Articles Posted in Supreme Court of Illinois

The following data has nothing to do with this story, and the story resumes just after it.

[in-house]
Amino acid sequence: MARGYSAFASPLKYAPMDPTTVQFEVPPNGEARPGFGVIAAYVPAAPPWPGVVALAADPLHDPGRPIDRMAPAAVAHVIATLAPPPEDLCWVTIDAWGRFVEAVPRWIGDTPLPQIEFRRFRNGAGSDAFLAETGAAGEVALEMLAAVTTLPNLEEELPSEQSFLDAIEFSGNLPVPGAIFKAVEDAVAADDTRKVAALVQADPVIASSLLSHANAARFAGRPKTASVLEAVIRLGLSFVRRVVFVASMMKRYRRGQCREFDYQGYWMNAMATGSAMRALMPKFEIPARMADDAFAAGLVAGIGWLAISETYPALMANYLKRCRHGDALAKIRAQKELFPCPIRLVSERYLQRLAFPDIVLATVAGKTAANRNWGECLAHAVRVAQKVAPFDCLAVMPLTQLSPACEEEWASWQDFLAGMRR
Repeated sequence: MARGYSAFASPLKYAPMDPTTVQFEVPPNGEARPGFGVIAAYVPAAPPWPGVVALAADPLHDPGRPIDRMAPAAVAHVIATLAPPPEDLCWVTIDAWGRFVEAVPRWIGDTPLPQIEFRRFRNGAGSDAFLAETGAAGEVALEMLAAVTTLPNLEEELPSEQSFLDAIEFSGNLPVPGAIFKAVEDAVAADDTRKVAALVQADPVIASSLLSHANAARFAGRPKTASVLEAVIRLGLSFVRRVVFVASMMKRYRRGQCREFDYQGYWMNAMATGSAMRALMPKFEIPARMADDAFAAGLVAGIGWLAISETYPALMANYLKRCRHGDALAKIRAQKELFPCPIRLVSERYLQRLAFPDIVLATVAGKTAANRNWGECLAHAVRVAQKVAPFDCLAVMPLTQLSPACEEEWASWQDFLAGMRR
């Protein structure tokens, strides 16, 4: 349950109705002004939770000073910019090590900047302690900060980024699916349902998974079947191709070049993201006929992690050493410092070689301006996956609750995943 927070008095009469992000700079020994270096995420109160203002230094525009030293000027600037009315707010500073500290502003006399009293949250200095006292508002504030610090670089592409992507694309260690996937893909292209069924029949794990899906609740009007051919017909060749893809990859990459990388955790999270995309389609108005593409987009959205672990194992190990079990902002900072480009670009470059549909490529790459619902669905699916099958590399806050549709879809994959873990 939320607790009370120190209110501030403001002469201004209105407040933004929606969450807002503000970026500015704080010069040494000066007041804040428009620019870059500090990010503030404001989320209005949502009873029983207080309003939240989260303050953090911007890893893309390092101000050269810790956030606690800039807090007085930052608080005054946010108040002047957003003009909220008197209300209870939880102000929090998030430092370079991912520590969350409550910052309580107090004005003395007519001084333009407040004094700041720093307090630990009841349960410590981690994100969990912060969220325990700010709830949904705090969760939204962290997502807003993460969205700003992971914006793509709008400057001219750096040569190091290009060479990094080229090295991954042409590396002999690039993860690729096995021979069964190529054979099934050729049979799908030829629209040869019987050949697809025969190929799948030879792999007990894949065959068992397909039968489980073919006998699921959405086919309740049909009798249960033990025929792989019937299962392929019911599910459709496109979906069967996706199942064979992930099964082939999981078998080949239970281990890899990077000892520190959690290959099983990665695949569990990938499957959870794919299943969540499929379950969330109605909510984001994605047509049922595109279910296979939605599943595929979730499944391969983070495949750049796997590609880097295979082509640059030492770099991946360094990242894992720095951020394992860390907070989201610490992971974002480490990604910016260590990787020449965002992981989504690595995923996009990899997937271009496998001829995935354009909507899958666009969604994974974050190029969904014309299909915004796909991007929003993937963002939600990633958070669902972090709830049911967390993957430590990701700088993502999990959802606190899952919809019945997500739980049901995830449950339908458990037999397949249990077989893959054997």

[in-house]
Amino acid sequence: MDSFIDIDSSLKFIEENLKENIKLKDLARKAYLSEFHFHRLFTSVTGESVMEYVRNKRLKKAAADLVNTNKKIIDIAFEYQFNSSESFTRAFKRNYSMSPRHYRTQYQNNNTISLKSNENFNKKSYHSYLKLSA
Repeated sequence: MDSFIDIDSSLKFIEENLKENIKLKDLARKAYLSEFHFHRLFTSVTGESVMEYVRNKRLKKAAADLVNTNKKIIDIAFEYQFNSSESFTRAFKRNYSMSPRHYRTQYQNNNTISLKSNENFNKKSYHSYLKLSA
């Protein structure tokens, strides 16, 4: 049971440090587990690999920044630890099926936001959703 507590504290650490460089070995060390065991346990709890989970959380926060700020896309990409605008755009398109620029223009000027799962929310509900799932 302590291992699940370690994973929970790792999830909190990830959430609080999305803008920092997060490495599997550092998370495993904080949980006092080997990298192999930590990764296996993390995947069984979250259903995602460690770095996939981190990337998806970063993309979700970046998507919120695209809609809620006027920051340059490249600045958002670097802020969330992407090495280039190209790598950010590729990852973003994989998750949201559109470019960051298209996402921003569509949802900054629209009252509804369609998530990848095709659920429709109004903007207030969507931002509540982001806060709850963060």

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AFSCME represents approximately 40,000 state employees working in executive agencies. In 2008, AFSCME and the state negotiated a collective bargaining agreement effective through June 2012, providing for a general wage increase on January 1, 2009, and thereafter on every July 1 and January 1. Individual increases varied, but totaled 15.25%. A 4% increase was scheduled for July 1, 2011. In 2010, facing declining state revenues and the potential layoff of 2,500 state employees, AFSCME and the state agreed to $300 million in cost savings, including deferring the July 2011 increase; a 2% increase would be implemented on July 1, 2011, with the remaining 2% to be implemented on February 1, 2012. After adoption of the fiscal 2012 budget, the Department of Central Management Services notified agencies and labor relations administrators that, due to insufficient appropriations, the wage increase could not be implemented in 14 agencies. In arbitration, the state argued that the Public Labor Relations Act mandates that executive branch expenditures under a CBA are contingent on corresponding appropriations by the General Assembly, that this provision restates the mandate of the Illinois Constitution appropriations clause, and that it was incorporated into the CBA by the statement that β€œthe provisions of this contract cannot supersede law.” The arbitrator issued an award in favor of AFSCME. The Illinois Supreme Court reversed the lower courts and vacated the award, holding that the arbitration award violates Illinois public policy, as reflected in the appropriations clause and the Public Labor Relations Act. View "Illinois v. Am. Fed'n of State, County & Mun. Employees, Council 31" on Justia Law